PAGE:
• A complex historical situation is outlined on NATIVE-L (some of the background in my essay is presented) by William M. Havens, 12/22/95. He says it is wrong to describe the repartitioning or Big Mountain situations as "a Hopi Land grab" as someone had apparently done earlier on this maillist. Havens is the only person participating in any of these electronic listmails or postings who seems aware of any land background -- i.e. the takings of Hopi reservation land. All the other postings uncritically or for reasons of their own self-interest (i.e. employees of the Navajo nation) support the Big Mountain Navajos. Havens' posting was unique.

  • A 1996 lease proposal -- (appears substantially the same as the previous 1993 lease but is much easier to read). Fourth World Bulletin, Spring/Summer 1996. Editors say they have boldfaced parts the Big Mounain Navajos find especially objectionable, but this doesn't appear on their web page version.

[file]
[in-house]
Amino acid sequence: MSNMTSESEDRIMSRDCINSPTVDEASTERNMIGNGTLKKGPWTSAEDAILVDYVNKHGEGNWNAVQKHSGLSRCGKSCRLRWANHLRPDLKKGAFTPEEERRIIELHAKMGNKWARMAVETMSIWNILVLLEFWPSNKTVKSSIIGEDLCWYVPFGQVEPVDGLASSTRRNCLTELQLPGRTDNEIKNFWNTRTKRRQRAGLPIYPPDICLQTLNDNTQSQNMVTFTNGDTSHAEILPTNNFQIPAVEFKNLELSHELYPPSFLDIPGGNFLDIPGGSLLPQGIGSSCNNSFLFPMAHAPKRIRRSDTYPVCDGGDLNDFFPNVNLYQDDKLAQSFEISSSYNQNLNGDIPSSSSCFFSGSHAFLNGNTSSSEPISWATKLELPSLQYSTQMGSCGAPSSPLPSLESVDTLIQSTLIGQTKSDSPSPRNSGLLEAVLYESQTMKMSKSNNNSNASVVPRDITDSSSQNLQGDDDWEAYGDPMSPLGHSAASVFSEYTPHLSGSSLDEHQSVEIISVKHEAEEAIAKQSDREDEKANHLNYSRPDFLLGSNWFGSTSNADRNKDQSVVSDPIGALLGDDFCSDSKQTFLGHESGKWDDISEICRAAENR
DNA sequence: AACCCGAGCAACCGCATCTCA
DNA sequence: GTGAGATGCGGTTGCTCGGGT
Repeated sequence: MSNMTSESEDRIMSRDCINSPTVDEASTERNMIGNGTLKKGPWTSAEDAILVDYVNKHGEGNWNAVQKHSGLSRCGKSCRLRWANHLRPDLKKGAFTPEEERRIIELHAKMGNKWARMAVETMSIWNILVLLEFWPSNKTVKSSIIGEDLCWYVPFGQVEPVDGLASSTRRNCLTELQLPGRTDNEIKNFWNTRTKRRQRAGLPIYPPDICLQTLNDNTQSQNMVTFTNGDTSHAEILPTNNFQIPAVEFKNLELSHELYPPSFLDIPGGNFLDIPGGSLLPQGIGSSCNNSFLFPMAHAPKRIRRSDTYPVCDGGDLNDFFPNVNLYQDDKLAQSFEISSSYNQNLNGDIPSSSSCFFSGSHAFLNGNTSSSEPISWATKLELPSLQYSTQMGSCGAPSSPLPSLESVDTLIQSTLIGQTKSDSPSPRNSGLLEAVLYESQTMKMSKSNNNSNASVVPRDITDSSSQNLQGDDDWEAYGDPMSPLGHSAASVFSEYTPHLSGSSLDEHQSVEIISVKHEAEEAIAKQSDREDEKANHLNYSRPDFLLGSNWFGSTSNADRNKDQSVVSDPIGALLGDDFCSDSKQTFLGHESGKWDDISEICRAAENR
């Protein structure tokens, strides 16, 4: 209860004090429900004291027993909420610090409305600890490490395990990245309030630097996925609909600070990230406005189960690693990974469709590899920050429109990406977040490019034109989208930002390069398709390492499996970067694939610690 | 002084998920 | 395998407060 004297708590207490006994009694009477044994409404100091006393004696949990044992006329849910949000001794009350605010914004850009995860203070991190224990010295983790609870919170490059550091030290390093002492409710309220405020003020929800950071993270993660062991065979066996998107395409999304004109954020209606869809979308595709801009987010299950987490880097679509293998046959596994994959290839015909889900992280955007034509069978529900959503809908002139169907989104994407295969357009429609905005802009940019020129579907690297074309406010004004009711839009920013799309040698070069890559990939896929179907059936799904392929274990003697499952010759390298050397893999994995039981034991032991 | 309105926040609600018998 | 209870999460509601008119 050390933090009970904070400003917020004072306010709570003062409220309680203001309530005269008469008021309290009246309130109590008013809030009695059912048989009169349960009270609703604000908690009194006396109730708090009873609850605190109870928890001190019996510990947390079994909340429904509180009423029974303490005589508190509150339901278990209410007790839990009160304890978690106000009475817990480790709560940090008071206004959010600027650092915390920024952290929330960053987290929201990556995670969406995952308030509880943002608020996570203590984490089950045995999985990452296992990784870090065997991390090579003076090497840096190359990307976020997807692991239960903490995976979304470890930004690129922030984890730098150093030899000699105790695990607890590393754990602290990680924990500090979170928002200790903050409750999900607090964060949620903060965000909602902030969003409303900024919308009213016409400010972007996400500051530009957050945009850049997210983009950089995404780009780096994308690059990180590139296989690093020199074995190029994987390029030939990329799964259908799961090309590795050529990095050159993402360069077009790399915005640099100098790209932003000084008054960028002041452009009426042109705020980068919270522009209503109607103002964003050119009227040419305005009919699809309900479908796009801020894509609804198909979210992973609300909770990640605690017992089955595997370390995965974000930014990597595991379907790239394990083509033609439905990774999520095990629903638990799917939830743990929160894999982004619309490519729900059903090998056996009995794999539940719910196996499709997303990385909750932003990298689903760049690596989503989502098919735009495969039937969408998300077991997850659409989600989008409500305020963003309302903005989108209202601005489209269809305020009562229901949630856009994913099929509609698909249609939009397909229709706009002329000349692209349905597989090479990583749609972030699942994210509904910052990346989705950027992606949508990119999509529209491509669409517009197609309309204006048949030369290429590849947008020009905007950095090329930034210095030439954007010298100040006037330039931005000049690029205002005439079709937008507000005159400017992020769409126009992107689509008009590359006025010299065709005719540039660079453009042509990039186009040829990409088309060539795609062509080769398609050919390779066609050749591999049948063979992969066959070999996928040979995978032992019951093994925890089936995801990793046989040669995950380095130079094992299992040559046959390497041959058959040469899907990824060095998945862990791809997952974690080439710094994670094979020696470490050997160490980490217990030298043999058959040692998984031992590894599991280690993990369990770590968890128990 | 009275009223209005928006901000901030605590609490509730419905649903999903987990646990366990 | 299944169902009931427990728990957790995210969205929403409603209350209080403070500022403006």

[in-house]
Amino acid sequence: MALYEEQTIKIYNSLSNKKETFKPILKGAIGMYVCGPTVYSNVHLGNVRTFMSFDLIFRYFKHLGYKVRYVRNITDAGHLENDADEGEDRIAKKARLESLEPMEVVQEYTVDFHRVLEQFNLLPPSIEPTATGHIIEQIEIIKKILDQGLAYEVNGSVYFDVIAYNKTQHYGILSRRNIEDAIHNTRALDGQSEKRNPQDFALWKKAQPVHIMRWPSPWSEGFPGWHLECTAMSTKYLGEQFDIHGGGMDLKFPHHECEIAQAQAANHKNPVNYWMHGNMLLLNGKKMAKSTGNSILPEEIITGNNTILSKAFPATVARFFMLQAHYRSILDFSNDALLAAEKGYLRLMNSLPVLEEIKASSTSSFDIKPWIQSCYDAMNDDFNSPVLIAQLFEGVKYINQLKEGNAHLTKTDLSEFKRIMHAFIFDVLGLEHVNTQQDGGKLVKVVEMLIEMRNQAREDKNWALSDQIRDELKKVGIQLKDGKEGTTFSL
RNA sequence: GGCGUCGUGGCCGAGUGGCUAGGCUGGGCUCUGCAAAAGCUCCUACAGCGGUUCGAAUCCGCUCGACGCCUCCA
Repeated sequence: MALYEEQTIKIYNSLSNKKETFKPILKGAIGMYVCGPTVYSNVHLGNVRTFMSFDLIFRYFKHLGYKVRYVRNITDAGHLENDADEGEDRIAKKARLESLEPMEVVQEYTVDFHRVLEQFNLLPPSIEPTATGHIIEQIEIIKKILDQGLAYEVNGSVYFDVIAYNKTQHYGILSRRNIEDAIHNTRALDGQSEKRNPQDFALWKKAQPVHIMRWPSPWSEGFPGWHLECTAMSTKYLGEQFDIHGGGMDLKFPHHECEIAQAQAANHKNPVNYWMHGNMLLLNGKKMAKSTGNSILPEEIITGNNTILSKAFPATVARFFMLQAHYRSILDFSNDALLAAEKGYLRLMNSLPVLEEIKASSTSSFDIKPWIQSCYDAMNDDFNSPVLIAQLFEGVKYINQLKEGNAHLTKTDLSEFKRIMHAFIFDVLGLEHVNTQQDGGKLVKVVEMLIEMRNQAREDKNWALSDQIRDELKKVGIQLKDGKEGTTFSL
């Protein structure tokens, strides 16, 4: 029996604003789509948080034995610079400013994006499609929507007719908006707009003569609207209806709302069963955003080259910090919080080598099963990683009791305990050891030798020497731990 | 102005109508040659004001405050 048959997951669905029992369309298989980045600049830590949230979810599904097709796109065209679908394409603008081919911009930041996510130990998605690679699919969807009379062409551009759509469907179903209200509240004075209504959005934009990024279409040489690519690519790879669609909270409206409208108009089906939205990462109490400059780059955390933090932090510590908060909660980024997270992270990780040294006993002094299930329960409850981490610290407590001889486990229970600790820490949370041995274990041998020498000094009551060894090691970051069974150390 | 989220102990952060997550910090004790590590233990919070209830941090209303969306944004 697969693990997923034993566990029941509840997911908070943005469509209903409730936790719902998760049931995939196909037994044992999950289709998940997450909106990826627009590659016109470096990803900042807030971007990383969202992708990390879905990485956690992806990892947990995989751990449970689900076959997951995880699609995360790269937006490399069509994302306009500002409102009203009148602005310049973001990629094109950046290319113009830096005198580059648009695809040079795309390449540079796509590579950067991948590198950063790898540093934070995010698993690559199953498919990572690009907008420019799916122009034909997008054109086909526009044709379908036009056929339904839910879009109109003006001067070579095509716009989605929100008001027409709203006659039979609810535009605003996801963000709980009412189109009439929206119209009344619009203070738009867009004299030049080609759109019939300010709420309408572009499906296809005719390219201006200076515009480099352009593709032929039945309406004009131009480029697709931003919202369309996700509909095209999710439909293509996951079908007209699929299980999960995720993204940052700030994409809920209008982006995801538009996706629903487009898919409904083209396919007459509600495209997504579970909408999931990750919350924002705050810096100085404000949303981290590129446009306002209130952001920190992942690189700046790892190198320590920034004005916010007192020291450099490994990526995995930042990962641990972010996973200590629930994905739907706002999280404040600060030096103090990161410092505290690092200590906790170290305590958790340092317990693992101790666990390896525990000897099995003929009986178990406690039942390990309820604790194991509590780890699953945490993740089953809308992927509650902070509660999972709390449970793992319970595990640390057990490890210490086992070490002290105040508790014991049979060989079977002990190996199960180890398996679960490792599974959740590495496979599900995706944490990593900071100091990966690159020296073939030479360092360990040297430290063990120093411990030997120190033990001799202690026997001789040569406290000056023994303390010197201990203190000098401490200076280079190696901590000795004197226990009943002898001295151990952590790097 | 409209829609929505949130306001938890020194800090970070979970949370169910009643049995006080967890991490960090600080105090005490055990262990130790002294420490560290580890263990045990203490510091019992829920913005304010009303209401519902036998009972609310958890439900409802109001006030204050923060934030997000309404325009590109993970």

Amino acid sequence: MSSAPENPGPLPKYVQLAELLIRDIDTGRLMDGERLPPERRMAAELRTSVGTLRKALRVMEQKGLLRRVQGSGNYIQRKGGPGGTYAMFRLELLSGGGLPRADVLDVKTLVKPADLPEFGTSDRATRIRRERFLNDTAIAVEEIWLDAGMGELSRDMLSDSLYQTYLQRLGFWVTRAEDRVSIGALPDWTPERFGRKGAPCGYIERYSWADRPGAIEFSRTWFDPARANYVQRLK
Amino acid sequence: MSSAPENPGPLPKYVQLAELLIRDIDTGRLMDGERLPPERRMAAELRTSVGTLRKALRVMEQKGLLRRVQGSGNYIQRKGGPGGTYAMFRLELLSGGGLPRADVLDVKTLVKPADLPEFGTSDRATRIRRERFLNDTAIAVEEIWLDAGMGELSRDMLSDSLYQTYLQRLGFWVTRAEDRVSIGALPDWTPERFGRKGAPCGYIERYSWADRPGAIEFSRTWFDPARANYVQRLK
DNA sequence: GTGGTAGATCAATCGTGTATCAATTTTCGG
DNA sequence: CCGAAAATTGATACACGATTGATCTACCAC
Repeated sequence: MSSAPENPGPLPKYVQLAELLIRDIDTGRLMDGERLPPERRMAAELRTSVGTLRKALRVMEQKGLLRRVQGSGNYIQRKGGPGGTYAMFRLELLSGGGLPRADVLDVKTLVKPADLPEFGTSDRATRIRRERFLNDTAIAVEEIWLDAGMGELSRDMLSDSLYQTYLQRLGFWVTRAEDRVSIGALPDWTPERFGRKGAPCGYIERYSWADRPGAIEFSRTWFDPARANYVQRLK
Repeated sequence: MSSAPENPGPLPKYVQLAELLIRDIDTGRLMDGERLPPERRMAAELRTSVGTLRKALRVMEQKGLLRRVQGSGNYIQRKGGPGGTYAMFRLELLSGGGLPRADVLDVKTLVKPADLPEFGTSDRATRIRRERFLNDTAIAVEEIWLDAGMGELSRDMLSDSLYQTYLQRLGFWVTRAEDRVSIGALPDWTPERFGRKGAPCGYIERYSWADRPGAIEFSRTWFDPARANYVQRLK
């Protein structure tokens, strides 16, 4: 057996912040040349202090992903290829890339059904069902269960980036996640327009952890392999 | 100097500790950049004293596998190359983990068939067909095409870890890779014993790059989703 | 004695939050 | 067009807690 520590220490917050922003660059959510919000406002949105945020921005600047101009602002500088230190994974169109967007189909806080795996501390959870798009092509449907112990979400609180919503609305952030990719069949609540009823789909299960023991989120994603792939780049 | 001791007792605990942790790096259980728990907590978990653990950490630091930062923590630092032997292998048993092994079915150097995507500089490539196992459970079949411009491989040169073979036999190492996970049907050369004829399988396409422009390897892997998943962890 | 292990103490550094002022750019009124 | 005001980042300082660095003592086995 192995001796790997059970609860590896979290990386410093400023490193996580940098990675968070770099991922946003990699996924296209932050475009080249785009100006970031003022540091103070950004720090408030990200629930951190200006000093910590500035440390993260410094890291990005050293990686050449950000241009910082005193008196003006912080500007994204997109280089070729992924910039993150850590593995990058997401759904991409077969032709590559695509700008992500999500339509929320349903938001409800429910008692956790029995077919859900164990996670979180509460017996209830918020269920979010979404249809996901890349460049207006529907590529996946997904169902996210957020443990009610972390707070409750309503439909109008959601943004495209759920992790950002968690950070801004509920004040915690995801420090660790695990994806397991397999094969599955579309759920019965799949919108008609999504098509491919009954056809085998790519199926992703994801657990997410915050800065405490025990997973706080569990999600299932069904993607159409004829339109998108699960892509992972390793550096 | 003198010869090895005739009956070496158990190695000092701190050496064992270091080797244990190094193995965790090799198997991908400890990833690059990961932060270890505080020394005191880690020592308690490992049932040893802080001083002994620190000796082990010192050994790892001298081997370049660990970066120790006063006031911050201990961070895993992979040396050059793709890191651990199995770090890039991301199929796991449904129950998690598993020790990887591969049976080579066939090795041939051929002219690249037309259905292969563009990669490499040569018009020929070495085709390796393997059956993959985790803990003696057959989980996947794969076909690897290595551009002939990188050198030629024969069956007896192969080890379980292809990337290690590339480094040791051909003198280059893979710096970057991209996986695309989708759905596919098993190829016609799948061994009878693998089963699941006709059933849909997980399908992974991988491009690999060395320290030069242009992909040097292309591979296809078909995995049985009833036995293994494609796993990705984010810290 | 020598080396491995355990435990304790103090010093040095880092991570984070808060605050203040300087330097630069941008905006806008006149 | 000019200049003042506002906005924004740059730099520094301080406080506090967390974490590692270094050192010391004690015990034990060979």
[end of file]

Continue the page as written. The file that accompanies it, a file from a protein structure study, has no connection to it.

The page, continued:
• Fourth World Documentation Project -- Navajo-Hopi Land Commission Papers -- these papers are offers and official position statements of the Navajo tribal negotiating commission. They do not represent any Hopi viewpoint. Elsewhere on the web, I have seen them described as a mutual collection, and thought so myself when I first encountered this collection, until I read it. Most people probably do not understand that the Navajo-Hopi Land Commission is an agency entirely of the Navajo tribal government, they think it is representatives from both.

  • Voices from a Troubled Land -- a book of translated and compiled statements prepared by Navajo elders living on the Big Mountain land who do not want to move with the partitioning of this land to Hopi ownership. The statements were prepared for Congressional committees in 1992, and have been made into an on-line book, illustrated with many eloquent black and white photos.

  • Roberta Blackgoat's Statement from Voices from a Troubled Land -- Roberta Blackgoat has become very widely known as an elder-leader of the Big Mountain Navajo group.